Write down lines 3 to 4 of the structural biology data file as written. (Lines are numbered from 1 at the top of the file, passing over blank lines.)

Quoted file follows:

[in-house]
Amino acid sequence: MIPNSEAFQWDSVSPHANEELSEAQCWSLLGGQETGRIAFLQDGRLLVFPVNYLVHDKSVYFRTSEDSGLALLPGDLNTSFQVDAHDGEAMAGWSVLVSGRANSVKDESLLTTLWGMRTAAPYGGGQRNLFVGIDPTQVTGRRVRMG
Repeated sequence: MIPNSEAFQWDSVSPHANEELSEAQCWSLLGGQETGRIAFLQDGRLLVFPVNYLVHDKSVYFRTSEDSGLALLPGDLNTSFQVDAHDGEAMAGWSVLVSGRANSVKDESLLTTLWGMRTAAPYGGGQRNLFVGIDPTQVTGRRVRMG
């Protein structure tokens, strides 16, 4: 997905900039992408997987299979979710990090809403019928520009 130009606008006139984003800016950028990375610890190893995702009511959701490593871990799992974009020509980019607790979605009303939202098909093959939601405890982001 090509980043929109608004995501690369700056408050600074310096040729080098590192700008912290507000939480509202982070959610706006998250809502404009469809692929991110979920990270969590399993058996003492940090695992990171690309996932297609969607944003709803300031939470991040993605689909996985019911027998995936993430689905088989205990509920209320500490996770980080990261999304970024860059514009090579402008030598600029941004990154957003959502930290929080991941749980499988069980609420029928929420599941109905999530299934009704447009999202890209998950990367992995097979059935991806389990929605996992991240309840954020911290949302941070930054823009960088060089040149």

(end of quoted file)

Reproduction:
Repeated sequence: MIPNSEAFQWDSVSPHANEELSEAQCWSLLGGQETGRIAFLQDGRLLVFPVNYLVHDKSVYFRTSEDSGLALLPGDLNTSFQVDAHDGEAMAGWSVLVSGRANSVKDESLLTTLWGMRTAAPYGGGQRNLFVGIDPTQVTGRRVRMG
């Protein structure tokens, strides 16, 4: 997905900039992408997987299979979710990090809403019928520009 130009606008006139984003800016950028990375610890190893995702009511959701490593871990799992974009020509980019607790979605009303939202098909093959939601405890982001 090509980043929109608004995501690369700056408050600074310096040729080098590192700008912290507000939480509202982070959610706006998250809502404009469809692929991110979920990270969590399993058996003492940090695992990171690309996932297609969607944003709803300031939470991040993605689909996985019911027998995936993430689905088989205990509920209320500490996770980080990261999304970024860059514009090579402008030598600029941004990154957003959502930290929080991941749980499988069980609420029928929420599941109905999530299934009704447009999202890209998950990367992995097979059935991806389990929605996992991240309840954020911290949302941070930054823009960088060089040149």